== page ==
For months now, Donald Trump has insisted that China is “paying for” the tariffs he has placed on their exports: “We’re [currently] collecting 25% on $250 billion [worth of Chinese products], and China is paying for it … Don’t let anyone tell you that we’re paying. We’re not paying.”
The president never explained how Beijing could possibly be “paying” the taxes he has imposed on various products and inputs that American firms and consumers import from China. It is possible that some Chinese businesses have lowered prices on their exports to remain competitive in the U.S. market. But if so, this practice has been far from universal. According to research from economists affiliated with Princeton, Columbia, and the Federal Reserve Bank in New York, the president’s tariffs cost U.S. firms $3 billion a month last year as a result of price hikes and disrupted supply chains. Thus, when Trump boasts about how much revenue his trade policies are generating for the Treasury Department, he is effectively bragging about how much he has raised taxes on ordinary American shoppers. And on Tuesday, the president finally (tacitly) admitted as much.
Through the first two years of its trade war with China, the Trump administration tried to minimize economic casualties by concentrating tariffs on commercial inputs instead of popular consumer goods. But as the conflict has continued, Trump has run out of low-salience Chinese imports to punitively tax. On September 1, the U.S. was scheduled to slap a 10 percent tariff on $300 billion of Chinese goods — including video-game consoles, computer monitors, clothing, footwear, toys, and miscellaneous electronics.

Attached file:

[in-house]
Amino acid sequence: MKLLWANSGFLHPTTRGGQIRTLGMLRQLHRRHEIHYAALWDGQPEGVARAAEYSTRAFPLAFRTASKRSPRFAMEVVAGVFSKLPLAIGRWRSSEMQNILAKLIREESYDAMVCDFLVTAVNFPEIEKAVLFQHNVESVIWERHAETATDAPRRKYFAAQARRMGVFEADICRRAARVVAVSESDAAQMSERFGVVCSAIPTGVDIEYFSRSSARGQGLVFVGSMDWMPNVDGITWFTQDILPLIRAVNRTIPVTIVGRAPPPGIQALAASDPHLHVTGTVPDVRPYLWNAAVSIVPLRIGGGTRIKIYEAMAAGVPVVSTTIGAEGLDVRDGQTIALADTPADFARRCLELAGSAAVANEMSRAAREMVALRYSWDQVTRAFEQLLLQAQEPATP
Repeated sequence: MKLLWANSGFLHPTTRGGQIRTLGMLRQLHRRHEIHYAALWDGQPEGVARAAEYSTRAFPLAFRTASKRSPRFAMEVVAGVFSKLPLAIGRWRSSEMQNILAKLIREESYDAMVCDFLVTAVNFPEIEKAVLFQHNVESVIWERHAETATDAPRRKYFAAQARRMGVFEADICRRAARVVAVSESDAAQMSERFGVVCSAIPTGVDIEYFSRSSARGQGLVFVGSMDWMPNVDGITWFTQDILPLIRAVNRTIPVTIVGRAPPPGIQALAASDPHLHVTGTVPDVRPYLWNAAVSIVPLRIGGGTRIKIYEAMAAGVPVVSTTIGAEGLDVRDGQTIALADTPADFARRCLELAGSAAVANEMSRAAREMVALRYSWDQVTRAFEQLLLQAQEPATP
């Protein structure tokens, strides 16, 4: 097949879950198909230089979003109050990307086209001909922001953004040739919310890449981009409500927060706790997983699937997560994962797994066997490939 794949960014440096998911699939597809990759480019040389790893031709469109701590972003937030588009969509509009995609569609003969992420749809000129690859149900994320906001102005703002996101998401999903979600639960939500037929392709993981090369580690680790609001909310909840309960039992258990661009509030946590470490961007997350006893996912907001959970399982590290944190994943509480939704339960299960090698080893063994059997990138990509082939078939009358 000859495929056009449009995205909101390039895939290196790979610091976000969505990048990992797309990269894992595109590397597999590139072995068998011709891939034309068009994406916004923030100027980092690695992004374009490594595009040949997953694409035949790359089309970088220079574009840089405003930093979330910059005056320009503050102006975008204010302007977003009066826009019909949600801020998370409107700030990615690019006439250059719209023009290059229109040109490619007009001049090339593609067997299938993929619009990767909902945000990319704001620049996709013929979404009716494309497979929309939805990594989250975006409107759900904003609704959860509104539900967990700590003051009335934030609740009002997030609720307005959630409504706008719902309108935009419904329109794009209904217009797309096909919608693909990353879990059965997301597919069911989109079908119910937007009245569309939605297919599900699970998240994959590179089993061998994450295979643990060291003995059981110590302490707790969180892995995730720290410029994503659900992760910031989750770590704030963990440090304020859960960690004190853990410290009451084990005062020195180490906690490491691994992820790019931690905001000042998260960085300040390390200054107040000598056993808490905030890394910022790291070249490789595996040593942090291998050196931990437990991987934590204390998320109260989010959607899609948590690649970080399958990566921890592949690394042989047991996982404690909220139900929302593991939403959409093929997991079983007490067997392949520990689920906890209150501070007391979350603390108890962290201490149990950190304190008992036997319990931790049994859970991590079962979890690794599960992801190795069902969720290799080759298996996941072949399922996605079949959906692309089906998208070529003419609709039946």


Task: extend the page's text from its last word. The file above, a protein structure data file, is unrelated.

But on Tuesday, the White House thought better of it and dropped all those items from its list. “We’re doing this for the Christmas season,” Trump told reporters on Tuesday. “Just in case some of the tariffs would have an impact on U.S. customers.”
The president did not explain how the proposed tariffs could have an impact on American customers, given his past assurances that Chinese nationals pay all the taxes the U.S. government imposes on imported goods. Regardless, Wall Street greeted the news with a spasm of ecstatic relief that sent the S&P 500 up 1.5 percent.
Barring a breakthrough in negotiations, the White House insists that the duties on those high-demand consumer goods will still come into force on December 15. Presumably, at that point, Trump will rediscover his idiosyncratic theory about the relationship between tariffs and consumer prices.